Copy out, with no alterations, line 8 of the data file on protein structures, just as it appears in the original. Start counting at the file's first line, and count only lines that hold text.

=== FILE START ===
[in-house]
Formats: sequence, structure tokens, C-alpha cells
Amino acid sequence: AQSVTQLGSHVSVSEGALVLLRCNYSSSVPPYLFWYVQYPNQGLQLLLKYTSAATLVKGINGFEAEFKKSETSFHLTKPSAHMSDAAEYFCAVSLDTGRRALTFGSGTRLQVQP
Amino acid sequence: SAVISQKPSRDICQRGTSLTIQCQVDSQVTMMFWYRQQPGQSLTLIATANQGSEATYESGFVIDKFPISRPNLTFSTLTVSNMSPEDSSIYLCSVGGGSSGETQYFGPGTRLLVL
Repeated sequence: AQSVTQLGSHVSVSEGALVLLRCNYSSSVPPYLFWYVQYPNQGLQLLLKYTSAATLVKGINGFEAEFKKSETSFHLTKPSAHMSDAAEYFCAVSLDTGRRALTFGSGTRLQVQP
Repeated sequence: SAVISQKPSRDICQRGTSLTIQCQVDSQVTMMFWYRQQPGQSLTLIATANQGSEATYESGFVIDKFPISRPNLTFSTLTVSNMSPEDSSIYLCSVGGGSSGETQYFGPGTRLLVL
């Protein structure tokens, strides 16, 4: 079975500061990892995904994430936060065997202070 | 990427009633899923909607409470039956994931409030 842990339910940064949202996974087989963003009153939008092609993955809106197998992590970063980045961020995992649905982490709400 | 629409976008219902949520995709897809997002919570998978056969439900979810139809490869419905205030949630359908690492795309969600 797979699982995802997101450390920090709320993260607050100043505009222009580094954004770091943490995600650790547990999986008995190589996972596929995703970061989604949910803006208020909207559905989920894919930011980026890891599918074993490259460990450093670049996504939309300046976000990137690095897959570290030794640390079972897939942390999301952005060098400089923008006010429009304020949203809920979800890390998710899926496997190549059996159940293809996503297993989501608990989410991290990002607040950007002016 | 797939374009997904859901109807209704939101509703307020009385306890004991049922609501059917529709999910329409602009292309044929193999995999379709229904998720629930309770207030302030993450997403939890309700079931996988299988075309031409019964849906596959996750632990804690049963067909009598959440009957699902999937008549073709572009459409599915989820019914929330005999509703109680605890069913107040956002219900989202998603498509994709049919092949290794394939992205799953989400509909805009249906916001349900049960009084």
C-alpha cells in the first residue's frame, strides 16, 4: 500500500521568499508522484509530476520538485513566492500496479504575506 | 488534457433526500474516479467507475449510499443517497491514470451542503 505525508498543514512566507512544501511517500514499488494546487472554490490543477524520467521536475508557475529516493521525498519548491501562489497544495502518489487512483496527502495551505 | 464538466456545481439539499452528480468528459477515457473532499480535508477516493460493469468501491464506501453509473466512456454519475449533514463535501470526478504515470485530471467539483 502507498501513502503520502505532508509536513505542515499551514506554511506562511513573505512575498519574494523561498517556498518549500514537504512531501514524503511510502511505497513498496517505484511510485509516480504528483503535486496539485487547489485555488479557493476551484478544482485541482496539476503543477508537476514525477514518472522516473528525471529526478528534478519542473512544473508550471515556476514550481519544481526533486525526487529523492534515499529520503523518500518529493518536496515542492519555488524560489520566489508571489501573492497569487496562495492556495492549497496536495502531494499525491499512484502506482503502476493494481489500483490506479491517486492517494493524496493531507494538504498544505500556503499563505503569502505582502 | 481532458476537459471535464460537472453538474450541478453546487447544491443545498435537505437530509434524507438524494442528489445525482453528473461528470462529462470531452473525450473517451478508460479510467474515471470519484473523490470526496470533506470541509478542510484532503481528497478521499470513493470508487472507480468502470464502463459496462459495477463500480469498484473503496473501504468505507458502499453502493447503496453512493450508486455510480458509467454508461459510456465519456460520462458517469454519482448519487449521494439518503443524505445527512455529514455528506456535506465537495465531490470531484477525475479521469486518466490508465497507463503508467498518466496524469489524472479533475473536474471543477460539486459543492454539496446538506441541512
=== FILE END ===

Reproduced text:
C-alpha cells in the first residue's frame, strides 16, 4: 500500500521568499508522484509530476520538485513566492500496479504575506 | 488534457433526500474516479467507475449510499443517497491514470451542503 505525508498543514512566507512544501511517500514499488494546487472554490490543477524520467521536475508557475529516493521525498519548491501562489497544495502518489487512483496527502495551505 | 464538466456545481439539499452528480468528459477515457473532499480535508477516493460493469468501491464506501453509473466512456454519475449533514463535501470526478504515470485530471467539483 502507498501513502503520502505532508509536513505542515499551514506554511506562511513573505512575498519574494523561498517556498518549500514537504512531501514524503511510502511505497513498496517505484511510485509516480504528483503535486496539485487547489485555488479557493476551484478544482485541482496539476503543477508537476514525477514518472522516473528525471529526478528534478519542473512544473508550471515556476514550481519544481526533486525526487529523492534515499529520503523518500518529493518536496515542492519555488524560489520566489508571489501573492497569487496562495492556495492549497496536495502531494499525491499512484502506482503502476493494481489500483490506479491517486492517494493524496493531507494538504498544505500556503499563505503569502505582502 | 481532458476537459471535464460537472453538474450541478453546487447544491443545498435537505437530509434524507438524494442528489445525482453528473461528470462529462470531452473525450473517451478508460479510467474515471470519484473523490470526496470533506470541509478542510484532503481528497478521499470513493470508487472507480468502470464502463459496462459495477463500480469498484473503496473501504468505507458502499453502493447503496453512493450508486455510480458509467454508461459510456465519456460520462458517469454519482448519487449521494439518503443524505445527512455529514455528506456535506465537495465531490470531484477525475479521469486518466490508465497507463503508467498518466496524469489524472479533475473536474471543477460539486459543492454539496446538506441541512